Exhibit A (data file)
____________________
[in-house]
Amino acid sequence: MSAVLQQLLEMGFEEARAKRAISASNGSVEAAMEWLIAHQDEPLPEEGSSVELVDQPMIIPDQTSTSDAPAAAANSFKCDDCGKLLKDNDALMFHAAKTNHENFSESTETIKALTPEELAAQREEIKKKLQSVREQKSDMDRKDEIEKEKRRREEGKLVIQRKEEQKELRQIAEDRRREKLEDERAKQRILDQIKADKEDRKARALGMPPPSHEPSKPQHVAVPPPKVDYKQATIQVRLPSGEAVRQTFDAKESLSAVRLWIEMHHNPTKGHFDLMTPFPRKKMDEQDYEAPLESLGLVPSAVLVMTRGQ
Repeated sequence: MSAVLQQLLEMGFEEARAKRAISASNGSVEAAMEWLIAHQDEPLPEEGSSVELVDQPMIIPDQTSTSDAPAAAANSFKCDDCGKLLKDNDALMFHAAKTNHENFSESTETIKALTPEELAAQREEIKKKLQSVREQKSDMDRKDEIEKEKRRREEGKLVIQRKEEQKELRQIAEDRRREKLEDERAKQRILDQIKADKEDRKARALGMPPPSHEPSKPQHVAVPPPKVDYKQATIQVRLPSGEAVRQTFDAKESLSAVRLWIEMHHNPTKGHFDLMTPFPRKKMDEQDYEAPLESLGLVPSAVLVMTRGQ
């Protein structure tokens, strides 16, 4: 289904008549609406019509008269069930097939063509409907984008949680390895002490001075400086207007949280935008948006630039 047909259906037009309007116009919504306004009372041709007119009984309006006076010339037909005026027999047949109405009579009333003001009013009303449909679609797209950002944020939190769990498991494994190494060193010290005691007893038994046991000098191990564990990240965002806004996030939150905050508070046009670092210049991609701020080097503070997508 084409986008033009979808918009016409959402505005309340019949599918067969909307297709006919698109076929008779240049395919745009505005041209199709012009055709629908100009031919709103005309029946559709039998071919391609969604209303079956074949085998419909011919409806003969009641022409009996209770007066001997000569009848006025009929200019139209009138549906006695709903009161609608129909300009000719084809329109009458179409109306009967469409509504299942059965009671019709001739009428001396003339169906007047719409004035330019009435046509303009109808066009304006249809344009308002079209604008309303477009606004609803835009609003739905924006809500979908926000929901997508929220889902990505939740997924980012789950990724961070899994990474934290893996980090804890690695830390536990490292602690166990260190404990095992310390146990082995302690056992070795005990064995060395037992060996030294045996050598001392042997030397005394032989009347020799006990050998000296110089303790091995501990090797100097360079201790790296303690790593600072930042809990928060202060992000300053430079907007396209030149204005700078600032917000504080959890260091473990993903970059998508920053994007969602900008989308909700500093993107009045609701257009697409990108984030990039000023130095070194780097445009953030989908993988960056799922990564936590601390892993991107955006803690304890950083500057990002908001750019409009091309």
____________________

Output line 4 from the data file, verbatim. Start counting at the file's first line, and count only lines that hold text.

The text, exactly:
């Protein structure tokens, strides 16, 4: 289904008549609406019509008269069930097939063509409907984008949680390895002490001075400086207007949280935008948006630039 047909259906037009309007116009919504306004009372041709007119009984309006006076010339037909005026027999047949109405009579009333003001009013009303449909679609797209950002944020939190769990498991494994190494060193010290005691007893038994046991000098191990564990990240965002806004996030939150905050508070046009670092210049991609701020080097503070997508 084409986008033009979808918009016409959402505005309340019949599918067969909307297709006919698109076929008779240049395919745009505005041209199709012009055709629908100009031919709103005309029946559709039998071919391609969604209303079956074949085998419909011919409806003969009641022409009996209770007066001997000569009848006025009929200019139209009138549906006695709903009161609608129909300009000719084809329109009458179409109306009967469409509504299942059965009671019709001739009428001396003339169906007047719409004035330019009435046509303009109808066009304006249809344009308002079209604008309303477009606004609803835009609003739905924006809500979908926000929901997508929220889902990505939740997924980012789950990724961070899994990474934290893996980090804890690695830390536990490292602690166990260190404990095992310390146990082995302690056992070795005990064995060395037992060996030294045996050598001392042997030397005394032989009347020799006990050998000296110089303790091995501990090797100097360079201790790296303690790593600072930042809990928060202060992000300053430079907007396209030149204005700078600032917000504080959890260091473990993903970059998508920053994007969602900008989308909700500093993107009045609701257009697409990108984030990039000023130095070194780097445009953030989908993988960056799922990564936590601390892993991107955006803690304890950083500057990002908001750019409009091309």